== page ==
On each of your patches, you will need to fold over the top and bottom to the wrong side of the fabric. Use a few clips to hold the hand pressed edges under all the way across. Line up the notches on your patches with the corresponding notches on your leg pieces (front for knee patches, back for seat patches), and use more clips to clip the sides of the patches to the right side of the leg pieces. I like to sew within the seam allowance down one side first to secure, and then continue around the outside of the patch.

The Basic Seams

The seams on each side of the legs and the crotch are sewn with two rows of stitching. This gives the garment a neat finish and makes the seams much more waterproof than if sewn just once.

To sew the seams, you will place your pieces right sides together (matching any notches) and sew the seam.

Trim the seam allowance and then use your fingers (DO NOT iron!) to press both seam allowances to one side and then sew the seam allowances down with a second line of stitching.

Your seam will look like this from the outside.

Attaching the Bib Pocket

Prepare your pocket pieces as per the pattern. If you want to add grommets to the bottom of your pocket (to help drain out any water), do that before you sew the pocket to the bib.

Once you have sewn your overalls together, you can add the pocket to the bib. This can be a bit tricky to get straight if you are avoiding using pins, so take your time.

You can snip holes in your paper pattern along the pocket/flap placement lines and lay the pattern on top of your fabric to mark these with a washable marker. Place your pocket onto your overalls and check that you are happy with its placement. You want it to be right in the middle of the bib and level. Once I am happy with my pocket placement, I like to trace around the edge of the entire piece with a washable marker so that I can line it up as I sew.   You can also use some masking tape to hold the pocket in place while you sew.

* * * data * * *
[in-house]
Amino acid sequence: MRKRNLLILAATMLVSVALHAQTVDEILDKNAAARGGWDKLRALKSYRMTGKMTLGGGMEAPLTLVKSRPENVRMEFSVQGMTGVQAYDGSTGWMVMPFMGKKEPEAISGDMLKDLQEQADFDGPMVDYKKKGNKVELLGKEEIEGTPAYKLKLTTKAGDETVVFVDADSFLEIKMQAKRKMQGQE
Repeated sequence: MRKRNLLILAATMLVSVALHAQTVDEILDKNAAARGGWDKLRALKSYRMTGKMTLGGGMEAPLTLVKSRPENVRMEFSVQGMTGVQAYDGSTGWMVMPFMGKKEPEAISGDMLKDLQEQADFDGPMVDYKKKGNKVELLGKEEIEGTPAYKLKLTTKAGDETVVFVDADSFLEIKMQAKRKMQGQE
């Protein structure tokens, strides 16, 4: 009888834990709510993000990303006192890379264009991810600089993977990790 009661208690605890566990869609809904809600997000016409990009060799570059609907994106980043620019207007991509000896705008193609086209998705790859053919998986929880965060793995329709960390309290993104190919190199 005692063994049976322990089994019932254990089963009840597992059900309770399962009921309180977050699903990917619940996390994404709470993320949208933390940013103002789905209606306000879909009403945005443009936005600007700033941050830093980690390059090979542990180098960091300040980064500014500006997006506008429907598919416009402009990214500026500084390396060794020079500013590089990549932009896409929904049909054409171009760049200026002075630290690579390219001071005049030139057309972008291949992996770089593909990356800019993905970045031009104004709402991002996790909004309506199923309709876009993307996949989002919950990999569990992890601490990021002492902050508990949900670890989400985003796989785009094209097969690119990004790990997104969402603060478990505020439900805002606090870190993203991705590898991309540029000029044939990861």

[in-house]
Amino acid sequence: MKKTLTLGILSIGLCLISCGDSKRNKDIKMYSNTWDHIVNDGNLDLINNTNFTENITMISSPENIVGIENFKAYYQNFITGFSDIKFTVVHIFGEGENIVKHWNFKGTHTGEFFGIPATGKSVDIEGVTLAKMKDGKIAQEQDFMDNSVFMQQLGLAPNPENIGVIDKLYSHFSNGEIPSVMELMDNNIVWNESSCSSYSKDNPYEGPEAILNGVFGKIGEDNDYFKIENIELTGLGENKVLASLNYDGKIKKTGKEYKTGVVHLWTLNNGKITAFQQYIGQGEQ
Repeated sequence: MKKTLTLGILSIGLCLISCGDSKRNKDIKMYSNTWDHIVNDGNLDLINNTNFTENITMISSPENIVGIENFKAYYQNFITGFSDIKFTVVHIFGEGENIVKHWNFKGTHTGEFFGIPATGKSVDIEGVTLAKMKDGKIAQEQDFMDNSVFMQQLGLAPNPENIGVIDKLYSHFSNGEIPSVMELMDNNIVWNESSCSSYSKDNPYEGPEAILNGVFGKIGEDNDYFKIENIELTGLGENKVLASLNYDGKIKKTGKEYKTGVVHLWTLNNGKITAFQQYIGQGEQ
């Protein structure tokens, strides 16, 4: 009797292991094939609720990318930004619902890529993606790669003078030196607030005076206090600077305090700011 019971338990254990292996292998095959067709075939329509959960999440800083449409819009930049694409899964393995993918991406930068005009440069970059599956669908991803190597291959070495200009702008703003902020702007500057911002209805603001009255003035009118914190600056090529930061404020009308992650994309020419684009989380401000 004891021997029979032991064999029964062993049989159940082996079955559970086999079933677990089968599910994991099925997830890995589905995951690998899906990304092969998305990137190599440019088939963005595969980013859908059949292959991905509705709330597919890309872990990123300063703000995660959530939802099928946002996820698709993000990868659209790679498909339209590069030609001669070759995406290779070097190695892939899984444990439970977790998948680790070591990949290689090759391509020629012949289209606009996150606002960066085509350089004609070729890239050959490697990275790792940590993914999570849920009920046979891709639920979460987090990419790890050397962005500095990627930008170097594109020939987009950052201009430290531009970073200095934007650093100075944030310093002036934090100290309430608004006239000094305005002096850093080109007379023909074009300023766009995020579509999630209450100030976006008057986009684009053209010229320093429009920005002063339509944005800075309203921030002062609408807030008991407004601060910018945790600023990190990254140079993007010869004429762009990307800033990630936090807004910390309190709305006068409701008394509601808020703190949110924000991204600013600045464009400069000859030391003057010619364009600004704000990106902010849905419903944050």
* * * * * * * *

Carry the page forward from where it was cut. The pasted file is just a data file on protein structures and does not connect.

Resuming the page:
NB: You don’t have to put any pocket closures on, but if you choose to, you might want to consider adding the closures to the pocket and/or flap before you sew them to your overalls. For example, if you are using hook and loop tape, sew the piece of loop tape (the soft side) to your pocket before you sew the pocket onto the overalls. You can then line up the position for the hook piece to be added to the flap after it has been sewn onto your overalls.

Sewing with a cotton woven (or other non-waterproof fabric)…..

If you have chosen to make your Rainhaven garment from non-waterproof fabric such as cotton canvas, we recommend that you sew the garment first and then waterproof the finished garment (if you choose to). This will stop you from getting beeswax residue on your sewing machine.

If your fabric is prone to fraying, it is a good idea to finish the seam allowance before sewing it down. You can do this by trimming the seam allowance with pinking shears, overlocking/serging the seam allowance or using a zig zag stitch. Once you have done this, sew the seam allowance down the same as you would for other fabrics.

If you are sewing with a non-waterproof fabric, you may use pins and an iron to press the seams if you wish.

I hope these tips will be helpful for you in sewing your overalls together. Next time we will add the straps and finishing touches.

Measuring for a good fit
Preparing your pattern
Natural and eco friendly fabric and hardware options